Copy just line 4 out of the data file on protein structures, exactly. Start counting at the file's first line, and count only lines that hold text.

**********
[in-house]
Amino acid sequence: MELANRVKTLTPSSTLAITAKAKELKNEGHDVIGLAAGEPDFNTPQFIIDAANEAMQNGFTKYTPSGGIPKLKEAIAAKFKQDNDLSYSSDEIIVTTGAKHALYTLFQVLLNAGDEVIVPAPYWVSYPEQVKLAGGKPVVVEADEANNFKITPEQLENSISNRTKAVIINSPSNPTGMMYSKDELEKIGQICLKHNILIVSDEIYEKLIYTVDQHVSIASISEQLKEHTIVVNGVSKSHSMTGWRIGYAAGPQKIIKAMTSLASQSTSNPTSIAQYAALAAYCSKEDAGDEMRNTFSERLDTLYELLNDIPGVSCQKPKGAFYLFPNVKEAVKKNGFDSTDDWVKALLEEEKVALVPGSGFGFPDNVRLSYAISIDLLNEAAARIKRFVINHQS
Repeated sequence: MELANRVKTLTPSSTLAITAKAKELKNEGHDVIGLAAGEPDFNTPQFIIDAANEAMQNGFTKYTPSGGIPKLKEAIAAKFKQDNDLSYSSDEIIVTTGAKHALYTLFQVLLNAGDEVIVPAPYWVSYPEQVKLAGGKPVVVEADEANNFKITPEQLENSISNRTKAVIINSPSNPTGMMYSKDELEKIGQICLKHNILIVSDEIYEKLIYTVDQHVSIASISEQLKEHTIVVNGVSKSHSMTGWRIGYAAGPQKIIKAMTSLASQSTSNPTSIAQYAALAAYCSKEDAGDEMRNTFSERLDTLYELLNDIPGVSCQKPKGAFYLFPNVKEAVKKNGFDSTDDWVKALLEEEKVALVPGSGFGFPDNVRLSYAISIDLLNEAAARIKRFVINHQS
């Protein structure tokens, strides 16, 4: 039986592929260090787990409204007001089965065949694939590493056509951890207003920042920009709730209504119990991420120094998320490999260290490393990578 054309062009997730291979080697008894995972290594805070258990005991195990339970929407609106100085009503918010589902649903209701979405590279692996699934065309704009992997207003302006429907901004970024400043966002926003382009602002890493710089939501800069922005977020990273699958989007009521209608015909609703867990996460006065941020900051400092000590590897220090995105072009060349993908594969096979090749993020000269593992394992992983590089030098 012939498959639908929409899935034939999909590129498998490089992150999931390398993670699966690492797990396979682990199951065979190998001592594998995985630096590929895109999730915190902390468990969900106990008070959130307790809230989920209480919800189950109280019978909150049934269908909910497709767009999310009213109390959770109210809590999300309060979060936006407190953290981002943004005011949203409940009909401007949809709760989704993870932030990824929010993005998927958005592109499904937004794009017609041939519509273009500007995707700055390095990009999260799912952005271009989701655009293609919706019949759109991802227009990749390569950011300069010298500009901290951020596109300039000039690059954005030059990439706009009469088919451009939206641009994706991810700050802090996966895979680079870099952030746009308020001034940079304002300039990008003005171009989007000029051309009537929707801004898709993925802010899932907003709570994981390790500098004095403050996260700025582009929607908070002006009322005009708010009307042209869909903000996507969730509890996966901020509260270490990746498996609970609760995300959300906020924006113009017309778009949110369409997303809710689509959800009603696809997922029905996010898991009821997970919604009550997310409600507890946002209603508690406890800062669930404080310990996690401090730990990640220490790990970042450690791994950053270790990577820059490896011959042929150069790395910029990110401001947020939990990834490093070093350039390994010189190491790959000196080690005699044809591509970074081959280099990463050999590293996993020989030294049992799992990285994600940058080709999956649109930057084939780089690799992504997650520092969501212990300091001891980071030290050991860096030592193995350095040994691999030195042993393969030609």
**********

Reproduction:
């Protein structure tokens, strides 16, 4: 039986592929260090787990409204007001089965065949694939590493056509951890207003920042920009709730209504119990991420120094998320490999260290490393990578 054309062009997730291979080697008894995972290594805070258990005991195990339970929407609106100085009503918010589902649903209701979405590279692996699934065309704009992997207003302006429907901004970024400043966002926003382009602002890493710089939501800069922005977020990273699958989007009521209608015909609703867990996460006065941020900051400092000590590897220090995105072009060349993908594969096979090749993020000269593992394992992983590089030098 012939498959639908929409899935034939999909590129498998490089992150999931390398993670699966690492797990396979682990199951065979190998001592594998995985630096590929895109999730915190902390468990969900106990008070959130307790809230989920209480919800189950109280019978909150049934269908909910497709767009999310009213109390959770109210809590999300309060979060936006407190953290981002943004005011949203409940009909401007949809709760989704993870932030990824929010993005998927958005592109499904937004794009017609041939519509273009500007995707700055390095990009999260799912952005271009989701655009293609919706019949759109991802227009990749390569950011300069010298500009901290951020596109300039000039690059954005030059990439706009009469088919451009939206641009994706991810700050802090996966895979680079870099952030746009308020001034940079304002300039990008003005171009989007000029051309009537929707801004898709993925802010899932907003709570994981390790500098004095403050996260700025582009929607908070002006009322005009708010009307042209869909903000996507969730509890996966901020509260270490990746498996609970609760995300959300906020924006113009017309778009949110369409997303809710689509959800009603696809997922029905996010898991009821997970919604009550997310409600507890946002209603508690406890800062669930404080310990996690401090730990990640220490790990970042450690791994950053270790990577820059490896011959042929150069790395910029990110401001947020939990990834490093070093350039390994010189190491790959000196080690005699044809591509970074081959280099990463050999590293996993020989030294049992799992990285994600940058080709999956649109930057084939780089690799992504997650520092969501212990300091001891980071030290050991860096030592193995350095040994691999030195042993393969030609």